Rhapsody's managers were right in predicting more than a decade ago that consumers would one day flock to subscription music services. The only problem is, Rhapsody isn't one of the services they're choosing.

The pioneering music company has laid off 30 workers, or about 15 percent of its staff and has plans to replace several top managers, including Jon Irwin, the executive who has led Rhapsody the past three years, sources close to the company said. Irwin is stepping into an advisory role. The Verge last week broke the news that Rhapsody was looking to replace Irwin. Also out is Adi Dehejia, the company's CFO. Dehejia will be replaced by Ethan Rudin, who was formerly with Starbucks strategy and corporate development group.

The shakeup at Rhapsody is just another indication of the uncertainty in web music Columbus Nova, the investment firm that owns Harmonix, maker of the Rock Band videogame, has acquired a stake in Rhapsody. The Verge's sources say that Columbus' representatives are now calling the shots inside the music service. Previously, software maker Real Networks and Viacom, parent company of MTV, each owned a 47-percent share of Rhapsody. It's unclear how ownership is split now.

Rhapsody and Columbus said in a statement, "Rhapsody’s Board has decided to rebalance and restructure US operations, and add resources to enable the company to accelerate its efforts in Europe and emerging markets."

Columbus also said it is searching for a new leader. That's not an unusual spot to be in for a music service lately. In the last six months, a number of digital music services have either replaced top management or are in the process. Sirius XM hired a new CEO in April, and last week Pandora named a replacement for Joe Kennedy, the outgoing chief exec. Rdio is hunting for someone to replace CEO Drew Larner.

Screen_shot_2013-03-29_at_12 The turnover in the executive ranks and layoffs is just another sign of  the uncertainty in web music. In the post-Napster era, we've yet to see a single digital music distributor generate lasting or significant profits. More recently, Spotify's losses have grown. Grooveshark has cut the size of its workforce. Rdio has struggled to keep pace with Spotify in terms of building an audience. In this environment, Rdio and others are trying to stay competitive.  Operators of these sites say the obstacles are significant, as consumers remain reluctant to pay for songs and the cost of licensing music is still too high. On the positive side, some of the biggest companies on the web are rushing into the sector. Google Play has launched a subscription service, and Apple's new Pandora-esque web radio feature is supposed to debut Wednesday. YouTube is said to be working on a subscription service as is Beats by Dre, the headphone manufacturer.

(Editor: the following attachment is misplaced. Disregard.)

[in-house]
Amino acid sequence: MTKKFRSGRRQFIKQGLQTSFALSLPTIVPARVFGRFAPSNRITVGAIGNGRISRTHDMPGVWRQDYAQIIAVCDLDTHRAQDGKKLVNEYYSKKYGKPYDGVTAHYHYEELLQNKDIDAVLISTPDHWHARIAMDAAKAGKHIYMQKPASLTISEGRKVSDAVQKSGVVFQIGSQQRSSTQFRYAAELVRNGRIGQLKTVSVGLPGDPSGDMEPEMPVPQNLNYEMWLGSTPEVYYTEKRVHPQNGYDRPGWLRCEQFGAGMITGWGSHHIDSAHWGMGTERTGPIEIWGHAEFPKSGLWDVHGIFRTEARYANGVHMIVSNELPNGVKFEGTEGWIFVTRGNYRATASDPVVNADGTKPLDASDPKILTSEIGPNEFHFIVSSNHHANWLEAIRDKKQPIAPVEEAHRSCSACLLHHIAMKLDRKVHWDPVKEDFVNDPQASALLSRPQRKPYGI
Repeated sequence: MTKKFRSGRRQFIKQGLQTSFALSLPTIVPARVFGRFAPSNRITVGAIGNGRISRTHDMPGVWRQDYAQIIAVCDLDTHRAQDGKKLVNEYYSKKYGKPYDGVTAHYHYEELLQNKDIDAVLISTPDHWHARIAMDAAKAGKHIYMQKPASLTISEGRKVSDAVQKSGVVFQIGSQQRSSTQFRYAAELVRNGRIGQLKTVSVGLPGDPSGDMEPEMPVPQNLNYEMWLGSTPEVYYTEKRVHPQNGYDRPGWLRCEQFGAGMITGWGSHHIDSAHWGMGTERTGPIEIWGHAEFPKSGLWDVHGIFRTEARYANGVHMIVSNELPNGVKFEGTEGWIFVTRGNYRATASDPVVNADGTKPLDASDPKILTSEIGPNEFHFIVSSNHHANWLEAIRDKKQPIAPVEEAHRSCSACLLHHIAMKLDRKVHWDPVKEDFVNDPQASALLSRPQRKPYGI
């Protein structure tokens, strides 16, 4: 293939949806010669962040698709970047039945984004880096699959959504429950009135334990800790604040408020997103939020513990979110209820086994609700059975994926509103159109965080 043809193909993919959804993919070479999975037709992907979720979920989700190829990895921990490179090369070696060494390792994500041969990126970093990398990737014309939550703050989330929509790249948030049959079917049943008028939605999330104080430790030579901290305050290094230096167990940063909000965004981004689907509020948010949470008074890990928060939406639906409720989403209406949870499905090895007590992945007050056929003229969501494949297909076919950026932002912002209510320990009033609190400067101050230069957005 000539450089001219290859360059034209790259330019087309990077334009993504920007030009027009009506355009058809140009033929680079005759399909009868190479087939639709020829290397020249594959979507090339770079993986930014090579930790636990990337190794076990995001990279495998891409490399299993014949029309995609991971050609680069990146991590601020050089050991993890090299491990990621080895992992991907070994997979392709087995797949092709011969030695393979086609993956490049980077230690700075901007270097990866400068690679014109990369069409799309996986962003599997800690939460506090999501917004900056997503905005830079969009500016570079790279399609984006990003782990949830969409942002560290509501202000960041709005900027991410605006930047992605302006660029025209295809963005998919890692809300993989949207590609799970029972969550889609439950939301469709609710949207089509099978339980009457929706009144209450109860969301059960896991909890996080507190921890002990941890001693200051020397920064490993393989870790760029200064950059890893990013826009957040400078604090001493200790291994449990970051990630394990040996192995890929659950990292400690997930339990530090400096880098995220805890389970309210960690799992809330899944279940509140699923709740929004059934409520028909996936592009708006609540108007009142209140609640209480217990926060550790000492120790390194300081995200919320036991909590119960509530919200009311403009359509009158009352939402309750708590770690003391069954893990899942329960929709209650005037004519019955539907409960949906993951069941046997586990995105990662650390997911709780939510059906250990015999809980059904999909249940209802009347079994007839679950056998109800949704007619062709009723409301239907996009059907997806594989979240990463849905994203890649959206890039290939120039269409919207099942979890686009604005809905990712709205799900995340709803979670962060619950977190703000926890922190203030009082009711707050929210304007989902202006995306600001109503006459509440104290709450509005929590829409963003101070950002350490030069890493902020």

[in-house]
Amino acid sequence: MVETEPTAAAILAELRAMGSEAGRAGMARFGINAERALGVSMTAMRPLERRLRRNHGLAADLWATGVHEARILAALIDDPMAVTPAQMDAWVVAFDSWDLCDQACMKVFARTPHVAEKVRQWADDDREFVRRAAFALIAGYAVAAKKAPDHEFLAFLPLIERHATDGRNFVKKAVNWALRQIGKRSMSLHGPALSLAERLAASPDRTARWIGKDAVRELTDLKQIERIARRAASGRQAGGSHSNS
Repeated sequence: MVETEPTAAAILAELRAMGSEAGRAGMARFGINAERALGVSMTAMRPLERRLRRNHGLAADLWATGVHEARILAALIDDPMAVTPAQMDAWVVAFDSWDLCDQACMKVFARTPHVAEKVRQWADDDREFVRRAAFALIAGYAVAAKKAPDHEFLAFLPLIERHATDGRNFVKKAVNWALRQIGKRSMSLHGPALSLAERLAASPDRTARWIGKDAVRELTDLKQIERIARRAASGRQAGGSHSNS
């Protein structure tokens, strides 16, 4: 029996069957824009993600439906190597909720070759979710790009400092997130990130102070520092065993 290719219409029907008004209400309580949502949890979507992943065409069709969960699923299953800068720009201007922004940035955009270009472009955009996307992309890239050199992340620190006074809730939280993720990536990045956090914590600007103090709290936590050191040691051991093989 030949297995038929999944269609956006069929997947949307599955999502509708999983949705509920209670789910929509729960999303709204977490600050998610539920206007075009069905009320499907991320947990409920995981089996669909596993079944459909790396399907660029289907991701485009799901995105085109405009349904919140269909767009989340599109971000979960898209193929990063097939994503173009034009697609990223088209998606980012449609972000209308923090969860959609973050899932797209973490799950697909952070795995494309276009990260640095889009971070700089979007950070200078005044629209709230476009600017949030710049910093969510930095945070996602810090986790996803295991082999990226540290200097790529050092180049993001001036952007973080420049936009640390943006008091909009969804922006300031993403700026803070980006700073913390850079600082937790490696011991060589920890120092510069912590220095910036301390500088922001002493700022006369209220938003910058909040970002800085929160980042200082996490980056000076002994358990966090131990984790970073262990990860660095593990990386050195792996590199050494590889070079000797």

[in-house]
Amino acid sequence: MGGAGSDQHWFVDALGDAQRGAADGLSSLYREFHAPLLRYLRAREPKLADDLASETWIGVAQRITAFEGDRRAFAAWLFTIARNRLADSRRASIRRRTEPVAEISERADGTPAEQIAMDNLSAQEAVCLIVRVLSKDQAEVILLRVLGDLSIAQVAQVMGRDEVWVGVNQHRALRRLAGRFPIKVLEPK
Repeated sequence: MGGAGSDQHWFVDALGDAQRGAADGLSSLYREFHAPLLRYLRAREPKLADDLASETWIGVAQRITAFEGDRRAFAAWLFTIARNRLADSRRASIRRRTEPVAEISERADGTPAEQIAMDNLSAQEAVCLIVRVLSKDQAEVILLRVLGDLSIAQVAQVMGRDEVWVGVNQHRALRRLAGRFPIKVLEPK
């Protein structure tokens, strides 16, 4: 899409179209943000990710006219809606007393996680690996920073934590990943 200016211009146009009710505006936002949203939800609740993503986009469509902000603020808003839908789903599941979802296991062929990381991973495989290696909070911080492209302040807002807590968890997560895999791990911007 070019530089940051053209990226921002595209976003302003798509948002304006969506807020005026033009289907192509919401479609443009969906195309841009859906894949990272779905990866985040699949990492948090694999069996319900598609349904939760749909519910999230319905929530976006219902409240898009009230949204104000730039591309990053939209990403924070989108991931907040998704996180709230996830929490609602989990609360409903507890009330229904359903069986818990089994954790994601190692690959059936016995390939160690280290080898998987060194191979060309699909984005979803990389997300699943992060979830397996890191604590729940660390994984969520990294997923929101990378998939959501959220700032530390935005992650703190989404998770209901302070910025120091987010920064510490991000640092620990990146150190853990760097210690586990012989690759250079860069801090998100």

Still, if you want to know where this is going, all the signs point to a shakeout. There's just not enough listeners or venture capital to go around. And if you're an investor and you see Eddy Cue, the iTunes chief, steering that juggernaut in your direction, it might be a wise to ask whether it's smart to stay in the game.


Web music's bleak history

  • Aol MusicNow: Purchased from Circuit City in 2005, shuttered in 2007. Offered a la carte downloads as well as subscriptions.
  • Napster: Originally known for being the first P2P music sharing service to gain a widespread following, relaunched numerous times by Roxio and Best Buy before eventually being purchased by Rhapsody.
  • Yahoo Music Unlimited: Opened in May 2005, shuttered in September 2008. Users could transfer their subscriptions to Rhapsody. Subscription based; users could pay extra to download individual songs to burn to CD or put on a portable player.
  • SpiralFrog: Opened in September 2007, shuttered in March of 2009. Ad-supported and allowed free downloading of music. Only offered songs from two of the top labels. Tracks couldn’t be burned to CD or played on an iPod or on Macs.
  • MTV Urge: Opened in May 2006, merged with Rhapsody in August of 2007. Was built into Windows Media Player 11 and offered subscriptions as well as single-track purchasing.
  • MSN Music: Launched in 2004, closed in November 2006 as Microsoft began focusing efforts on the Zune hardware and Zune Marketplace. Started with 1.5 million songs, but trimmed to 1.1 million songs due to licensing problems and lack of support.
  • Imeem: Founded in 2003, the service evolved into a social network that let users share tracks with each other. Like SpiralFrog, it offered free listening to users and then tried to support itself through ad sales. MySpace acquired the company's assets and shut down the service in 2009.
  • Project Playlist: Opened in 2006, it let users locate freely available songs online (typically pirated) and create playlists that could be posted to MySpace and Facebook. The labels sued and then prompted MySpace to block the playlists. The company went bankrupt in 2010.
  • Sony Connect: This was Sony's failed attempt to duplicate iTunes. While Sony could never get Sony's music label, software, and hardware divisions to cooperate, its efforts were plagued most by poor software. The store closed in March 2008.
  • MOG: Founded in 2005, the paid subscription service competitive with Rdio and Spotify sold out cheap to Beats Electronics, the company behind the ubiquitous headphones.
  • Zune Marketplace: Microsoft’s attempt to recreate Apple’s integrated strategy launched in 2006 alongside the Zune hardware, offered a la carte downloads as well as the "Zune Pass," a music subscription that also included free song downloads each month. Transitioned to Xbox Music in October 2012, though desktop, mobile, and Xbox 360 apps still work.

Update: Rhapsody has issued a press release confirming our story.